The French magistrate and political theorist Alexis Clerel de Tocqueville spent nine months of 1831 and 1832 in the United States. He believed that democracy was the inescapable destiny of all nations and that America, as the first avowedly democratic nation in the modern world, offered an opportunity for the student of politics to observe democracy in action. One product of Tocqueville's sojourn on our shores was Democracy in America.
Tocqueville thought that the main problem of democracy was a tendency toward radical equality of condition which was destructive of the liberty necessary for excellence in human endeavors. He perceived in America two undesirable developments: a pervasive tyranny of the majority and a centrifugal individualism. He proposed, as a solution to democracy's problems, a "new science of politics" based on enlightened self-interest. He emphasized the utility, rather than the beauty or nobility, of virtue and public-spiritedness.
A shrewd observer of political affairs, Tocqueville was one of the first to discern the American tendency toward JUDICIAL SUPREMACY. American judges, he noted, although confined to deciding particular cases, and only those presenting justiciable controversies, possess immense political power. This is possible because "scarcely any political question arises in the United States which is not resolved, sooner or later, into a judicial question," and because of the simple fact that the Americans have acknowledged the right of judges to found their decisions on the Constitution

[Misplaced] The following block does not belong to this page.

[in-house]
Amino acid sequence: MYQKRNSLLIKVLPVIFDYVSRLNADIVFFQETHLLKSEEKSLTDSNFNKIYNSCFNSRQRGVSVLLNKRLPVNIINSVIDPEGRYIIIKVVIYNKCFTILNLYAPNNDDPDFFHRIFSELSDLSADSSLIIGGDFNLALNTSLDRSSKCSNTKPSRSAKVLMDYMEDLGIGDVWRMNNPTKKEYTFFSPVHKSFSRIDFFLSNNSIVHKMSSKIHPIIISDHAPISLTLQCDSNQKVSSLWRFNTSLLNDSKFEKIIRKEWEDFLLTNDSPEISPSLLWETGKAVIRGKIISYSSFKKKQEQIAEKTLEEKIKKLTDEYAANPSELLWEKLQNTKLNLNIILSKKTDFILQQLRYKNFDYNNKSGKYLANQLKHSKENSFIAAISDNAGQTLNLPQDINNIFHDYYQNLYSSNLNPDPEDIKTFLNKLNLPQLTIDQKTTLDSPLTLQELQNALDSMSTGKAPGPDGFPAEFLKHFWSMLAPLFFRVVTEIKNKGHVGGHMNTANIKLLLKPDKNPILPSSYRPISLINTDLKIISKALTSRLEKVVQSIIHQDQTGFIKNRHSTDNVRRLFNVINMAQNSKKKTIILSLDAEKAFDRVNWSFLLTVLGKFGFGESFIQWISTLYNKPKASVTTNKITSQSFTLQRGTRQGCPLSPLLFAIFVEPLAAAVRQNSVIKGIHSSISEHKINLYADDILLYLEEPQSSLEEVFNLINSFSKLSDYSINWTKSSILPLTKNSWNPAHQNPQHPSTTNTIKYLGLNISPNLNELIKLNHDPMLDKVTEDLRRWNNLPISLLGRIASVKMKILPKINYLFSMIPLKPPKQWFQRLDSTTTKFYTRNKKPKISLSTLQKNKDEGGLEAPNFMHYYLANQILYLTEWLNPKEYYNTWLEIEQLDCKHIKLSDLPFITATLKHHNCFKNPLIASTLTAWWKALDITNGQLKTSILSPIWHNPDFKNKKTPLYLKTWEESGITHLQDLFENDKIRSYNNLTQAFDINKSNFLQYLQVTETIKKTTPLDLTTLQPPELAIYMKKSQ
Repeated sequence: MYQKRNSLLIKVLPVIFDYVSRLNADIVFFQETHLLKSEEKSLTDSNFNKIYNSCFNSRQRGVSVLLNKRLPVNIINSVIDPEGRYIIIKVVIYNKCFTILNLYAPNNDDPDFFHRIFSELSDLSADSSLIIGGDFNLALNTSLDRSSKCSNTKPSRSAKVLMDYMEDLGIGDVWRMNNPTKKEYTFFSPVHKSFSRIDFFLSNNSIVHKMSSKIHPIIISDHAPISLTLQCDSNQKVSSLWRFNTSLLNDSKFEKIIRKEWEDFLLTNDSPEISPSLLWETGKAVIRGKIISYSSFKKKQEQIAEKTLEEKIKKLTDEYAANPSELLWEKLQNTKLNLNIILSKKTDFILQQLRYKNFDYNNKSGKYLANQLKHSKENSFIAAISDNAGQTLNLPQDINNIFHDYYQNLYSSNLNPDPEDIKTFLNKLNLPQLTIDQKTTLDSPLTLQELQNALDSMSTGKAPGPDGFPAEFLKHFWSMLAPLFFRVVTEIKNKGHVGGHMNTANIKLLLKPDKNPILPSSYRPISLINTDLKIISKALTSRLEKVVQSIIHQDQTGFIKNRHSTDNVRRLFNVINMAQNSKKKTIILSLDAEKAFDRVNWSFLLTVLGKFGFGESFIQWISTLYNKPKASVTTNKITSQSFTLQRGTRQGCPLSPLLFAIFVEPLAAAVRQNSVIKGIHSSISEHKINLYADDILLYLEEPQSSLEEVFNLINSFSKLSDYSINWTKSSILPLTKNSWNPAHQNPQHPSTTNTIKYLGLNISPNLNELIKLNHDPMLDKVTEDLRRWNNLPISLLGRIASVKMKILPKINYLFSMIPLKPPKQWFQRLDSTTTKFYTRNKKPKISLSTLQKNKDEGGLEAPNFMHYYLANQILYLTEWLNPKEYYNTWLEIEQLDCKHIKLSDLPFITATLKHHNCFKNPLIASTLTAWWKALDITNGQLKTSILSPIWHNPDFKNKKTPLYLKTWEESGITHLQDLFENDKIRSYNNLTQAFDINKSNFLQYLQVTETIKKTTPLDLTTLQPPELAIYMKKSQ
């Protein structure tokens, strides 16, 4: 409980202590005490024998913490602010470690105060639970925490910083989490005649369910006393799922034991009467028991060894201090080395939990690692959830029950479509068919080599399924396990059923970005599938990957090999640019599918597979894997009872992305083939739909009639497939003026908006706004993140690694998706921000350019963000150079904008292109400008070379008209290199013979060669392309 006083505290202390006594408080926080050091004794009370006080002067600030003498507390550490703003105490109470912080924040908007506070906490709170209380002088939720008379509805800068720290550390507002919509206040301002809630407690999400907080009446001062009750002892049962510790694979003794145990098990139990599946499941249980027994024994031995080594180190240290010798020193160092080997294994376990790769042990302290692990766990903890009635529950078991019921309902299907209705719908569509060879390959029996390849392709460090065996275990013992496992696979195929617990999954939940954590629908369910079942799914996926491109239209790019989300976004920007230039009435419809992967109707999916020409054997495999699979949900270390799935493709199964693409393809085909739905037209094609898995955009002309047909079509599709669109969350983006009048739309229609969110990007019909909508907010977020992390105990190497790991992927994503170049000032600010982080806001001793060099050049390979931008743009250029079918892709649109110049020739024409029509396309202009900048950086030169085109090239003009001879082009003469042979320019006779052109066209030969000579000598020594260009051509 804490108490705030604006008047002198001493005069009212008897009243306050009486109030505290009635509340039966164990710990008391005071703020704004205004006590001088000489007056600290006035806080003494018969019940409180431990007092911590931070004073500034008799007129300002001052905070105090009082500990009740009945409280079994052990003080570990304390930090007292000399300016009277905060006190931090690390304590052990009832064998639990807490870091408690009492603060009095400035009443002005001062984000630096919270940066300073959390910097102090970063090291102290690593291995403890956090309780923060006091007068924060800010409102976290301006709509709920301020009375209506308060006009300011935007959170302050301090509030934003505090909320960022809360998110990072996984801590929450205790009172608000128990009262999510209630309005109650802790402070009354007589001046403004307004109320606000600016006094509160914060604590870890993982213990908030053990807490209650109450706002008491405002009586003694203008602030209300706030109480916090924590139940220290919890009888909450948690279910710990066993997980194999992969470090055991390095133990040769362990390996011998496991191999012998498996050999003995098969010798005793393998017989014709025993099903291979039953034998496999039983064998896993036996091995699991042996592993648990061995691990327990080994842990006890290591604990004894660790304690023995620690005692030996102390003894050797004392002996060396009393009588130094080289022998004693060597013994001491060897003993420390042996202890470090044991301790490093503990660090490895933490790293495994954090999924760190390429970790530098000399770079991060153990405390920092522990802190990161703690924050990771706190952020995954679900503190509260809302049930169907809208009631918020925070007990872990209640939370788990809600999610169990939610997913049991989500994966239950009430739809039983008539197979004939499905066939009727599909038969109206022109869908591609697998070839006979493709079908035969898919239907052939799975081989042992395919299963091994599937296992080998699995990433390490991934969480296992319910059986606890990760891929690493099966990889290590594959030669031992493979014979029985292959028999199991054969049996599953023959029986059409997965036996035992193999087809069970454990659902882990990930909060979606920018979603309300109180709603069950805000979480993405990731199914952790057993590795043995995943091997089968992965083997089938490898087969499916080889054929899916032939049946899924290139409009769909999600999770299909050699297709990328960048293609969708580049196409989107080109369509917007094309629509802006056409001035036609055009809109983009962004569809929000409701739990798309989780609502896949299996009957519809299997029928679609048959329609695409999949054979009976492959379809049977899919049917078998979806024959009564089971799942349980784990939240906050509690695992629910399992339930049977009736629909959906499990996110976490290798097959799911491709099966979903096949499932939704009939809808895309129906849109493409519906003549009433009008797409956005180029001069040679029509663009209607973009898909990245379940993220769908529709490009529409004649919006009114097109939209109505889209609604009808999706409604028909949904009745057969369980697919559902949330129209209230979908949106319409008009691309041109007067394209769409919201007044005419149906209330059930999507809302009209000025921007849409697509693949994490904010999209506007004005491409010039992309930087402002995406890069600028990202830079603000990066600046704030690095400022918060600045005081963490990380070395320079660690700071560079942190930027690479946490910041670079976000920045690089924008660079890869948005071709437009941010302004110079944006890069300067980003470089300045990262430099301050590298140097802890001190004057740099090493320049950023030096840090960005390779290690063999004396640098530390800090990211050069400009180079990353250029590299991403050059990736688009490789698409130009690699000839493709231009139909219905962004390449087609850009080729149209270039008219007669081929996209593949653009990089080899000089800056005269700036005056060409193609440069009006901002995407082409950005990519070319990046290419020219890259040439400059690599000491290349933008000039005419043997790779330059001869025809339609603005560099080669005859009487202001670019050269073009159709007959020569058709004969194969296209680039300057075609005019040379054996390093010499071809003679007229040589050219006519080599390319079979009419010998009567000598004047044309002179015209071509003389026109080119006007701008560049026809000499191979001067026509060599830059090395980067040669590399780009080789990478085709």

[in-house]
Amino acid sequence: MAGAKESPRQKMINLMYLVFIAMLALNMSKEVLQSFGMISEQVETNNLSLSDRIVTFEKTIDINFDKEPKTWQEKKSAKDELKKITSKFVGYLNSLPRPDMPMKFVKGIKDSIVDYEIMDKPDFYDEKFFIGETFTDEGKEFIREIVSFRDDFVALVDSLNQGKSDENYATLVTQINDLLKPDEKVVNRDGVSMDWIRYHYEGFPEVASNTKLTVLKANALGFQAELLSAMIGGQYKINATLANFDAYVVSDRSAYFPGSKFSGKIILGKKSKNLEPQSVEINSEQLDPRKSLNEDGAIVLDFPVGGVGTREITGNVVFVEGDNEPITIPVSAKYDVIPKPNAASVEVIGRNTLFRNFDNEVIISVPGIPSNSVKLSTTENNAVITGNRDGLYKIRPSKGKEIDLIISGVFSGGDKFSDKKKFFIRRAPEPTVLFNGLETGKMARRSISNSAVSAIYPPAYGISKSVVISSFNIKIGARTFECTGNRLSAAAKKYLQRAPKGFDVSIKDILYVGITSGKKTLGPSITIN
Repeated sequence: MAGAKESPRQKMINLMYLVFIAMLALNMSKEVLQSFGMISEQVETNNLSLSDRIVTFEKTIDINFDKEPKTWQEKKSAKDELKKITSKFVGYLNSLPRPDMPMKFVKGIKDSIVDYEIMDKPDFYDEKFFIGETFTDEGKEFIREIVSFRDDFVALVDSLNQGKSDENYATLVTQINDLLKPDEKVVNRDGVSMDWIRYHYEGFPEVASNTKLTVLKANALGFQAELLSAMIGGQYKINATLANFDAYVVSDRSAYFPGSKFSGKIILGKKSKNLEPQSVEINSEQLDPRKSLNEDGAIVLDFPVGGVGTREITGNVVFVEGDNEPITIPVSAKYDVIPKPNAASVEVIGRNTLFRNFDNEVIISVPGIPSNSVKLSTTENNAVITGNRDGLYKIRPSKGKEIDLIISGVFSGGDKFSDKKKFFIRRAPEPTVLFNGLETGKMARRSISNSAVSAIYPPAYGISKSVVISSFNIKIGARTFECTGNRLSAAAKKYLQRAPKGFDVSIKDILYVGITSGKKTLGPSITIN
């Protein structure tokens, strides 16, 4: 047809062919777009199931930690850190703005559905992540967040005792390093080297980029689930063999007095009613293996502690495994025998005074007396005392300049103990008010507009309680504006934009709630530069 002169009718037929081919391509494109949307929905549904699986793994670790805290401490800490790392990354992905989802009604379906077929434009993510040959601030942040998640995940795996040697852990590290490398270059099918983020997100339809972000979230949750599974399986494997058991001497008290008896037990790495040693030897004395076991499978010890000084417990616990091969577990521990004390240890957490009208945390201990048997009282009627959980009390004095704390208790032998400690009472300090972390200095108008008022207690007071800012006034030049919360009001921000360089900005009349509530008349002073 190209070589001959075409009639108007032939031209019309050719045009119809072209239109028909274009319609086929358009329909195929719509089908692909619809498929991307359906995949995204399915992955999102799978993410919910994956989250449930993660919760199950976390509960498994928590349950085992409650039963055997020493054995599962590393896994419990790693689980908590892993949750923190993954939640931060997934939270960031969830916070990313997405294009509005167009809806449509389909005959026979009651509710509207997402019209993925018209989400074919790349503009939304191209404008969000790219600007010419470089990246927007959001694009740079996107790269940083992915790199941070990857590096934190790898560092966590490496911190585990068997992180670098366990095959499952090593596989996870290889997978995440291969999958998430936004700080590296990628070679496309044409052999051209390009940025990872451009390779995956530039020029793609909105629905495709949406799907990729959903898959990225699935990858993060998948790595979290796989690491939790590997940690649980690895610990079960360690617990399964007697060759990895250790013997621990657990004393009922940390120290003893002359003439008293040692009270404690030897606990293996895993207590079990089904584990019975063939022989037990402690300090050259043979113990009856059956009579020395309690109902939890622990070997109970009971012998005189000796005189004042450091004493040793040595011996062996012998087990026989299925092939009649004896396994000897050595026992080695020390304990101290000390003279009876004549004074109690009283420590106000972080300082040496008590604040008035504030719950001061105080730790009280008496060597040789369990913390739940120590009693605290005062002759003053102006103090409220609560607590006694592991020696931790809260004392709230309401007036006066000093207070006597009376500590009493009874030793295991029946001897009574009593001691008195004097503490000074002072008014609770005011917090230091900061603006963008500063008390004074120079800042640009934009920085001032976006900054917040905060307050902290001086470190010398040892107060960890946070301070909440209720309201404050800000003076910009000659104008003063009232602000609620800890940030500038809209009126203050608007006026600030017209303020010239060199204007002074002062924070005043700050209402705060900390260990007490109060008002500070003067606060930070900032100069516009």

rather than on the laws, or, in other words, they have permitted them not to apply such laws as may appear to them to be unconstitutional. The political power of the judges, arising out of the exercise of JUDICIAL REVIEW, appeared to Tocqueville a salutary check on potential legislative excess. Tocqueville's observation, made when the Supreme Court had voided only a single federal law as unconstitutional, seems all the more perceptive today.
Tocqueville also recognized the unique status of the Constitution in American political life. The English constitution was alterable by ordinary legislation and the constitutions of continental monarchies were immutable save by violent revolution; only in America was the Constitution regarded as an...